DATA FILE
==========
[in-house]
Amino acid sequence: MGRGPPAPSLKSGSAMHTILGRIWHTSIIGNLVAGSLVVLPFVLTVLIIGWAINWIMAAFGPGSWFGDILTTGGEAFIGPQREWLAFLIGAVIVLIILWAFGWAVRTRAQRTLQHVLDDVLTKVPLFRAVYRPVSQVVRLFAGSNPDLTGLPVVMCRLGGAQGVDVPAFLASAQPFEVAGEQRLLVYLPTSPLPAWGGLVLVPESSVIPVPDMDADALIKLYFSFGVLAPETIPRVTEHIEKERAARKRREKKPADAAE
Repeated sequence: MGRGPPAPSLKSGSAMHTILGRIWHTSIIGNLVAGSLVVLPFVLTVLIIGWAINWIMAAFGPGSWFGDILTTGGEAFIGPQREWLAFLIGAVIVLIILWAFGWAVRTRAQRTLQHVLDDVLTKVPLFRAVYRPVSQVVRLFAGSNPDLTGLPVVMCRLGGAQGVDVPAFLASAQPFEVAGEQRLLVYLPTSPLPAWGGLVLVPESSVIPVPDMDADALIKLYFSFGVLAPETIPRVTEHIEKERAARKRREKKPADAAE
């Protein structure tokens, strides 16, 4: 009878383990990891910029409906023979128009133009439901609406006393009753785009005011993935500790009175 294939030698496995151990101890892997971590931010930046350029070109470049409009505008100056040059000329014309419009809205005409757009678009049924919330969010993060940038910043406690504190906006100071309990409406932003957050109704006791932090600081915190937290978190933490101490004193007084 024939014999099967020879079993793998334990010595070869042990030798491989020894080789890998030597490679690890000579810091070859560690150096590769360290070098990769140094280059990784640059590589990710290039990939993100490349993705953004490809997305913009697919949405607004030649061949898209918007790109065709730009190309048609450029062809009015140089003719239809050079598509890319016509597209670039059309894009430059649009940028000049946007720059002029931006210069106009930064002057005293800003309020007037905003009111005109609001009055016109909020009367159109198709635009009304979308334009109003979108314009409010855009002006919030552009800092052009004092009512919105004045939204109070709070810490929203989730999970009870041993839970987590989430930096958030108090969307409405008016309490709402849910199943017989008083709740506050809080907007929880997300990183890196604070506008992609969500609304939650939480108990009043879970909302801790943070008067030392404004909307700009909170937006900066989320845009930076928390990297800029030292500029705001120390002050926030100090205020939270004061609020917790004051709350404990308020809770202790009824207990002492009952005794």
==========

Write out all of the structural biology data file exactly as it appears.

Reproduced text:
[in-house]
Amino acid sequence: MGRGPPAPSLKSGSAMHTILGRIWHTSIIGNLVAGSLVVLPFVLTVLIIGWAINWIMAAFGPGSWFGDILTTGGEAFIGPQREWLAFLIGAVIVLIILWAFGWAVRTRAQRTLQHVLDDVLTKVPLFRAVYRPVSQVVRLFAGSNPDLTGLPVVMCRLGGAQGVDVPAFLASAQPFEVAGEQRLLVYLPTSPLPAWGGLVLVPESSVIPVPDMDADALIKLYFSFGVLAPETIPRVTEHIEKERAARKRREKKPADAAE
Repeated sequence: MGRGPPAPSLKSGSAMHTILGRIWHTSIIGNLVAGSLVVLPFVLTVLIIGWAINWIMAAFGPGSWFGDILTTGGEAFIGPQREWLAFLIGAVIVLIILWAFGWAVRTRAQRTLQHVLDDVLTKVPLFRAVYRPVSQVVRLFAGSNPDLTGLPVVMCRLGGAQGVDVPAFLASAQPFEVAGEQRLLVYLPTSPLPAWGGLVLVPESSVIPVPDMDADALIKLYFSFGVLAPETIPRVTEHIEKERAARKRREKKPADAAE
């Protein structure tokens, strides 16, 4: 009878383990990891910029409906023979128009133009439901609406006393009753785009005011993935500790009175 294939030698496995151990101890892997971590931010930046350029070109470049409009505008100056040059000329014309419009809205005409757009678009049924919330969010993060940038910043406690504190906006100071309990409406932003957050109704006791932090600081915190937290978190933490101490004193007084 024939014999099967020879079993793998334990010595070869042990030798491989020894080789890998030597490679690890000579810091070859560690150096590769360290070098990769140094280059990784640059590589990710290039990939993100490349993705953004490809997305913009697919949405607004030649061949898209918007790109065709730009190309048609450029062809009015140089003719239809050079598509890319016509597209670039059309894009430059649009940028000049946007720059002029931006210069106009930064002057005293800003309020007037905003009111005109609001009055016109909020009367159109198709635009009304979308334009109003979108314009409010855009002006919030552009800092052009004092009512919105004045939204109070709070810490929203989730999970009870041993839970987590989430930096958030108090969307409405008016309490709402849910199943017989008083709740506050809080907007929880997300990183890196604070506008992609969500609304939650939480108990009043879970909302801790943070008067030392404004909307700009909170937006900066989320845009930076928390990297800029030292500029705001120390002050926030100090205020939270004061609020917790004051709350404990308020809770202790009824207990002492009952005794």